When to Talk About Plagiarism
Plagiarism is a serious offense at most schools, with the punishment ranging from failing an assignment to being expelled from the school. So when should you start talking with your student about plagiarism?
I would recommend starting around fifth grade. Students at that age will need to turn in longer pieces of writing, and students in middle school will be asked to do essays and research projects.
In your plagiarism discussion, talk about why it is inappropriate to copy another student's work and also discuss how copying word-for-word from research documents or textbooks is not acceptable.
With online materials comprising a significant portion of a student's research these days, it is imperative that students understand that a simple copy and paste from an online article is not acceptable. They also need to understand how to properly cite others' work, and they will generally be asked to do this starting in middle school. Proper paraphrasing is another skill that takes time to learn.
While some schools do a good job of teaching the fundamentals of ethical writing, other schools do not, and I have seen instances where students were unsure of best practices and inadvertently plagiarized. I've also seen students outright copy and paste something from the internet and put it into their writing, calling it their own. In each case, the students had been unclear about the ins and outs of ethical writing.
To get started, here are some excellent resources:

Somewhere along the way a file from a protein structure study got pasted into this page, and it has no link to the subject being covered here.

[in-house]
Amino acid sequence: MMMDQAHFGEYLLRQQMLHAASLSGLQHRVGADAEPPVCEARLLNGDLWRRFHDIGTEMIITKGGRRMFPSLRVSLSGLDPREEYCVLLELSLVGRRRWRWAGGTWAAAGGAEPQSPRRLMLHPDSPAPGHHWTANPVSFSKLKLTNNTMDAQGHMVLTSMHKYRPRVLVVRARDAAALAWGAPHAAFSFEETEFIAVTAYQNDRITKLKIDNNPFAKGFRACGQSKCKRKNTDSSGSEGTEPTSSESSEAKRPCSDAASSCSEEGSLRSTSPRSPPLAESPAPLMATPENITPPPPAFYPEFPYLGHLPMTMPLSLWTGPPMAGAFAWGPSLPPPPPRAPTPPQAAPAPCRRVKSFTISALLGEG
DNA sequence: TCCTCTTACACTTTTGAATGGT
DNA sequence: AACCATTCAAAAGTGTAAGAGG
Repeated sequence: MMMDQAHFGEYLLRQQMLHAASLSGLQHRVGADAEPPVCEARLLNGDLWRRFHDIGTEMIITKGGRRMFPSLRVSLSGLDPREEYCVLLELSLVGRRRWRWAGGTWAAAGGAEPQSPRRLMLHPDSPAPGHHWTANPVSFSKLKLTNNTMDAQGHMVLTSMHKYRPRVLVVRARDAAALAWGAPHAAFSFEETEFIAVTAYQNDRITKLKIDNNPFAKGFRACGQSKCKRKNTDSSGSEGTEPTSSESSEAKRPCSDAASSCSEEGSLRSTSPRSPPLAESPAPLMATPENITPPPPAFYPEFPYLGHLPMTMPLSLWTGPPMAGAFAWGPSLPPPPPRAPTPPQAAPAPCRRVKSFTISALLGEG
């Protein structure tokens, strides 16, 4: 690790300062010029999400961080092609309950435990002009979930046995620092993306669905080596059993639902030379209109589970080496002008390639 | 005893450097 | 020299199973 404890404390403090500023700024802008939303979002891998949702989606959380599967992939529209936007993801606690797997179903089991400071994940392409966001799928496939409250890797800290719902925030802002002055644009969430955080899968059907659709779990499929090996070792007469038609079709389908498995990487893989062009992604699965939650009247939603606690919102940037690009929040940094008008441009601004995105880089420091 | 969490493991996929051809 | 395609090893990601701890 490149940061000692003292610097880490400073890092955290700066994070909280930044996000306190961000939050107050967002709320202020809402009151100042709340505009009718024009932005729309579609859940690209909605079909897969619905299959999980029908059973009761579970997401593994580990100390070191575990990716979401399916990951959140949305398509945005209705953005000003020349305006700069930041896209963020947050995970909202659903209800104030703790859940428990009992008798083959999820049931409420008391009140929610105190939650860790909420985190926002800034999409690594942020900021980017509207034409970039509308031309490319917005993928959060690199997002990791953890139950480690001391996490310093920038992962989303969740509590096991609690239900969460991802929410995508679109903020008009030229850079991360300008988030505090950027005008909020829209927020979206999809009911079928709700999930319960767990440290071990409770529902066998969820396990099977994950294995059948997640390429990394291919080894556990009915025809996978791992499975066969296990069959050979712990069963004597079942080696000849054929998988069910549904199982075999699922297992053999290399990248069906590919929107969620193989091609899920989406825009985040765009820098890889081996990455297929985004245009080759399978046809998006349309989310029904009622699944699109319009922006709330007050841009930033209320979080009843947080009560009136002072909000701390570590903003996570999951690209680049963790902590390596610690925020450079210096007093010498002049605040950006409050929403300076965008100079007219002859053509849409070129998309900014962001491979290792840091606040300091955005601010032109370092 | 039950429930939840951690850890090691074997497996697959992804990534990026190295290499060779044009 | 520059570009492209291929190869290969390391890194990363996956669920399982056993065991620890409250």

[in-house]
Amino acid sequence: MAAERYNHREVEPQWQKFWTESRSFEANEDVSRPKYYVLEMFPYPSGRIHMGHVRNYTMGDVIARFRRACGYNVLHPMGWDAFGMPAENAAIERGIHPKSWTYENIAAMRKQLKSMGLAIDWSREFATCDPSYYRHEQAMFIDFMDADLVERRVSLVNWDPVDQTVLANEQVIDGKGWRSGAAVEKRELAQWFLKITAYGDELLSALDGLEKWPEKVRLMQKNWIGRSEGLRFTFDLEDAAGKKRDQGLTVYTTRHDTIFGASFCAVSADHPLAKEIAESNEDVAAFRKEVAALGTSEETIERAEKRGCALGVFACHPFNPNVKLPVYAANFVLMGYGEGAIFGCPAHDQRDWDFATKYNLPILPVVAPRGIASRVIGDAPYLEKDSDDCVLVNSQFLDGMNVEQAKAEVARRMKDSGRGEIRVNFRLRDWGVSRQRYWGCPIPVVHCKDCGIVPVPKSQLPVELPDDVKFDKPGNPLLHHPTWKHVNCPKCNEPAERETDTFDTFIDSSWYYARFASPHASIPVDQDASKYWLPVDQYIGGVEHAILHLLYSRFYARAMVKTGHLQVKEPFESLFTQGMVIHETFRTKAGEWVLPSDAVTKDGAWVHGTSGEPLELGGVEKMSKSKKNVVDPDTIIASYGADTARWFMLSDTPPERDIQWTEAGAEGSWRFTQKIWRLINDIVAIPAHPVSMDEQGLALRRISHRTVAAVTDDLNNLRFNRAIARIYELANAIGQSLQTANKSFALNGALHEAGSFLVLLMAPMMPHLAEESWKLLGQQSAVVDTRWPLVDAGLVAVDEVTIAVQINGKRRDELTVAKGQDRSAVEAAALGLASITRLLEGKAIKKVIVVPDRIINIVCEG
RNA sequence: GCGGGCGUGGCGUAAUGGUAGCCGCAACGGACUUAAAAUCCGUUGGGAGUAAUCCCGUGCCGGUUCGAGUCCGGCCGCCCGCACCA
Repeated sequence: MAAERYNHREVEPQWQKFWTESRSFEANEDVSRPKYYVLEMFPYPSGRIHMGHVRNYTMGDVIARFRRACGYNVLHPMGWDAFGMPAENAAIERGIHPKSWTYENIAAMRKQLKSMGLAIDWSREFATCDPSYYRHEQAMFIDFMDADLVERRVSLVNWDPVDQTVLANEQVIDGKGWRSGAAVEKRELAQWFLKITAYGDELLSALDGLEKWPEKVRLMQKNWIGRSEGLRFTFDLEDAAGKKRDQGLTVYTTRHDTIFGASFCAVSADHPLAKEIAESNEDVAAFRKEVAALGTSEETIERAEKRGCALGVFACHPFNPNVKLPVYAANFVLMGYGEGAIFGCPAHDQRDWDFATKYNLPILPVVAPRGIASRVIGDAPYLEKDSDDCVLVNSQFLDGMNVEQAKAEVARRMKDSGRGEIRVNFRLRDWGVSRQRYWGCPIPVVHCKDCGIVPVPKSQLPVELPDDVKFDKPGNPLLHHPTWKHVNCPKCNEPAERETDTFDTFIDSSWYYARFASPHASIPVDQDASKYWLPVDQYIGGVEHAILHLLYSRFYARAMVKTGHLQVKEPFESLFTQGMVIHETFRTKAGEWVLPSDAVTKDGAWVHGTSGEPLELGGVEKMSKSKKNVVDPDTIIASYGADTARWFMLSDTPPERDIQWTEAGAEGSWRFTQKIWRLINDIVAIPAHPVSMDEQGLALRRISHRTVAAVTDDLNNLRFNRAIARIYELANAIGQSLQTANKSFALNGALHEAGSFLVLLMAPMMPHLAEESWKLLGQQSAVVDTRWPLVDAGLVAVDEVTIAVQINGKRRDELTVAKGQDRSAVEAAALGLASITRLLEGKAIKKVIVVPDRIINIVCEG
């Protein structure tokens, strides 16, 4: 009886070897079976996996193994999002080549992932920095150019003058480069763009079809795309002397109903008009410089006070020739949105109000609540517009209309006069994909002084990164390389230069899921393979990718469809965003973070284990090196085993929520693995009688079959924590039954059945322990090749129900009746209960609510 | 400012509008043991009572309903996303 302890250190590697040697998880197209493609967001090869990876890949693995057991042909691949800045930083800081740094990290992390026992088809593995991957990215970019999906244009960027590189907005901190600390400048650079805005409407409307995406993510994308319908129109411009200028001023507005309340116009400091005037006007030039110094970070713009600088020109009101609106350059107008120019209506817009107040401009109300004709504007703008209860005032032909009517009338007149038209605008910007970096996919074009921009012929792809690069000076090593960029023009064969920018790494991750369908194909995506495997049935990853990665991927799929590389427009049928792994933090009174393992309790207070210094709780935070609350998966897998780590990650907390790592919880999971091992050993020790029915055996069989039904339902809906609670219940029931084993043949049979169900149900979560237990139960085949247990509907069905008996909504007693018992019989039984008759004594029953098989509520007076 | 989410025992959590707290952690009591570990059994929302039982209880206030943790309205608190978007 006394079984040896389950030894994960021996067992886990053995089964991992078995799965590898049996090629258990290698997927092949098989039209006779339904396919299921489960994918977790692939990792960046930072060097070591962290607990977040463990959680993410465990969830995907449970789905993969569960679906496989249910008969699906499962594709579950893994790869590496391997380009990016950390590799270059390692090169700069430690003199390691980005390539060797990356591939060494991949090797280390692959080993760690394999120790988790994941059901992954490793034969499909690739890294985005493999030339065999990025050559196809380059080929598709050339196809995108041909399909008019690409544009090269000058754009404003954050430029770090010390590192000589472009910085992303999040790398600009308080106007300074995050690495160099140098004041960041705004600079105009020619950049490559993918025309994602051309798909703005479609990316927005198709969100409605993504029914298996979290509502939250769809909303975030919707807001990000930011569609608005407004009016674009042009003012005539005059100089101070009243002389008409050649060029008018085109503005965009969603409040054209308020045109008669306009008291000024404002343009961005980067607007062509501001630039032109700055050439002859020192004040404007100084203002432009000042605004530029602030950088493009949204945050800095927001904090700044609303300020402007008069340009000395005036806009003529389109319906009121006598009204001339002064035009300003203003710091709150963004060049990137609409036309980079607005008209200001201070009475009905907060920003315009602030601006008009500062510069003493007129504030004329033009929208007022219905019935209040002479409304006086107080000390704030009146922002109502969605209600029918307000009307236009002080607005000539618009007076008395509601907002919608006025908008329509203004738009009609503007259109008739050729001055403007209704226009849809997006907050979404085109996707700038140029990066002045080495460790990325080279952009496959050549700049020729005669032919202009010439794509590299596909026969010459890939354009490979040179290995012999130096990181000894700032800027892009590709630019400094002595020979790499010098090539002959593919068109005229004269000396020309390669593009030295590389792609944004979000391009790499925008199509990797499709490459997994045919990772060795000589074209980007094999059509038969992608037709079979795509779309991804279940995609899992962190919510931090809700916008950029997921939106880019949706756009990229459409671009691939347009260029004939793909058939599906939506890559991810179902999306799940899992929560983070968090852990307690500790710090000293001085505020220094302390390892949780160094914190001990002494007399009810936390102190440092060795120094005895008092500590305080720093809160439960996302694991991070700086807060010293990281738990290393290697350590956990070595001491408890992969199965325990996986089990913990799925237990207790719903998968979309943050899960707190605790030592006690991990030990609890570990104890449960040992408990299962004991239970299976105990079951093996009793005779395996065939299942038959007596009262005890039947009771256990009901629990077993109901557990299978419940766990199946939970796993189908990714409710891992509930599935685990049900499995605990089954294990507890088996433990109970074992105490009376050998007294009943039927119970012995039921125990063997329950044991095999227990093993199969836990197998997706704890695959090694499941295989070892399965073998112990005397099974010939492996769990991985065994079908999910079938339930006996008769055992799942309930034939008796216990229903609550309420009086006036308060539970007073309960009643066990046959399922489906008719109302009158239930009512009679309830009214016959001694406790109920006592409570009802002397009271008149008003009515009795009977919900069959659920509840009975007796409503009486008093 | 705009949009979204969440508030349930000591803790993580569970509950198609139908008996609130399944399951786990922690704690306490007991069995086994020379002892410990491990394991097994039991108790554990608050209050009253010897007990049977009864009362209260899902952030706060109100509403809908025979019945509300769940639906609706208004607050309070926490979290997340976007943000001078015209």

2. You may also want to learn more about the software many schools and teachers use, called Turnitin.com. This site helps teachers determine the originality of a piece of writing. Students turn in work through the site and its algorithms detect the level of originality. When it notices a string of words or sentences that are an exact or near match for another piece of writing, it will flag this in the student's document.
Some teachers allow students to resubmit after seeing the results of that scan. You can learn more about how Turnitin.com works here, and learn about the common misconceptions about the software here.
3. The Purdue OWL site is my favorite for helping students understand how to properly cite others' work in a variety of different settings. It is also a fantastic resource for all different types of writing and includes information on proper grammar.
Finally, find out what your school's policy is with plagiarism. Check in with your student to see if they know and understand the policy, and if they don't, explain it to them, or work with the school counselor, librarian, or a classroom teacher to help your child gain the best possible understanding of the consequences of plagiarism.